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Speech given by Rev. Master on 12th October 2008 at Hyderabad, India
Dear Brothers and Sisters,
My journeys to Hyderabad are becoming longer because now the airport is very far away—two hours! Anyway I am happy to be here to do what I can to help you in your spiritual progress.
There are two aspects to my work: one, I cannot do more than what the Master permits me to do; two, I must have the strength and will to do what He permits me to do. The third, and most important, is your cooperation in permitting that work to bear fruit in you. By cooperation I mean living a life according to the ten maxims of Sahaj Marg; regularity in practice; discipline—inside and out; discipline—material and spiritual; discipline—at home and in the outside world; and discipline, most of all, in regulating your thoughts, because that is where the origin of all problems lies.
Really speaking, as Babuji emphasized several times, it is easy to train animals. Babuji used an example of a lion. He said you can train a lion in a very short time to keep its mouth open so that the trainer can put his head into it and take it out alive. He said the human being is the most difficult to train, and that is a matter of experience.
We all know, all of you know who are parents, how difficult it is to train children. Most of the children go untrained. They may be educated, but they are not trained. Therefore, by the time they become adults, they have a fair degree of education, which means that their heads are crammed with facts necessary to earn their living, but their hearts are generally empty. They have no courage. They are bewildered when they are thrown out into the arena of the world. What shall I do? How shall I do it? Where shall I do it? All these traumas start from the time you send a child to school. Babuji Maharaj said this is because at home they are not trained at all. He said, “Really speaking, true training starts with the conception of the child.” But even after the child is born, there is no training. Children run wild. They neglect everything that they should do, and do everything that they are not required to do. Kabir has said this beautifully, “Our childhood we waste in play.”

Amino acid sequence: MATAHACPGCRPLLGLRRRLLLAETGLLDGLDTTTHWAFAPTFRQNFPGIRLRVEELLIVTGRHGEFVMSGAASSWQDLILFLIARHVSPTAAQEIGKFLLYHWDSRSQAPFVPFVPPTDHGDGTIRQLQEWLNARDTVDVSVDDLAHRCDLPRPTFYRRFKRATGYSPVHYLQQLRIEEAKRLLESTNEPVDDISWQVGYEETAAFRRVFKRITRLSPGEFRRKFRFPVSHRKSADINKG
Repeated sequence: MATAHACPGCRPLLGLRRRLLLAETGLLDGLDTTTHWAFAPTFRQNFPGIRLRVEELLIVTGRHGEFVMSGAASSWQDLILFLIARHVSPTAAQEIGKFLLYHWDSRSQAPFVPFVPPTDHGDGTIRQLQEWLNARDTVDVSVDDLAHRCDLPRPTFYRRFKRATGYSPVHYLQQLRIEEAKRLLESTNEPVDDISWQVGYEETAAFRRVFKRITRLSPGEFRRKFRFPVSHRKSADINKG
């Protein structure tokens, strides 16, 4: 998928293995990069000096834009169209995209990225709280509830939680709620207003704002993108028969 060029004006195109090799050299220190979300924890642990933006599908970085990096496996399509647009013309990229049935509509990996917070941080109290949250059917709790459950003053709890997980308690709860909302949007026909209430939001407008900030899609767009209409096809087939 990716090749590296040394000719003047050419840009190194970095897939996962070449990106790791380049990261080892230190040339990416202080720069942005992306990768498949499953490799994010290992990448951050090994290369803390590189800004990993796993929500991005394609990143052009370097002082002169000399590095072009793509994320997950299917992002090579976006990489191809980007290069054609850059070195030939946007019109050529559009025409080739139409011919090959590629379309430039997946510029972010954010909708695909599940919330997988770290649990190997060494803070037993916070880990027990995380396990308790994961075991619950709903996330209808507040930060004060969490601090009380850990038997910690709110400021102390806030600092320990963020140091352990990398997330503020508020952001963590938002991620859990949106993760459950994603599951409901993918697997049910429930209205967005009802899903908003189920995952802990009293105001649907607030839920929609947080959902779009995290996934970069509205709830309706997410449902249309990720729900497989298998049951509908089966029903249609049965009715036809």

The next stage of life—the stage of youth, we do even less because now we have schools, we have our education, we have our mark sheets, our grades. They are our certificates of, shall we say, advancement in the world, and parents are happy enough to have a look at your report card and be happy. What you do at school other than study, nobody looks into.
Today, in modern life, as it is lived now, in this year, I am told that school is really a school for scandal. (You know there is a novel of that name written in the last century by a fellow called Sheridan—The School for Scandal. It used to be required reading when I was in school. I don’t know how many of you have even heard of the title. Of course it has no connection to what I am speaking about.) The scandalous behaviour today of our young men, of our young men who have married and entered life with a seriousness that is not there, of a purpose which is not what it should be. Because grihastha ashram [life of a householder], properly speaking, is the union of two hearts who come together in marriage, the worldly purpose being to have children so that the parampara [lineage] can go on, but the much larger spiritual purpose being to help each other to walk the spiritual path with the guidance of a guru, so that in this life we can achieve what has to be achieved.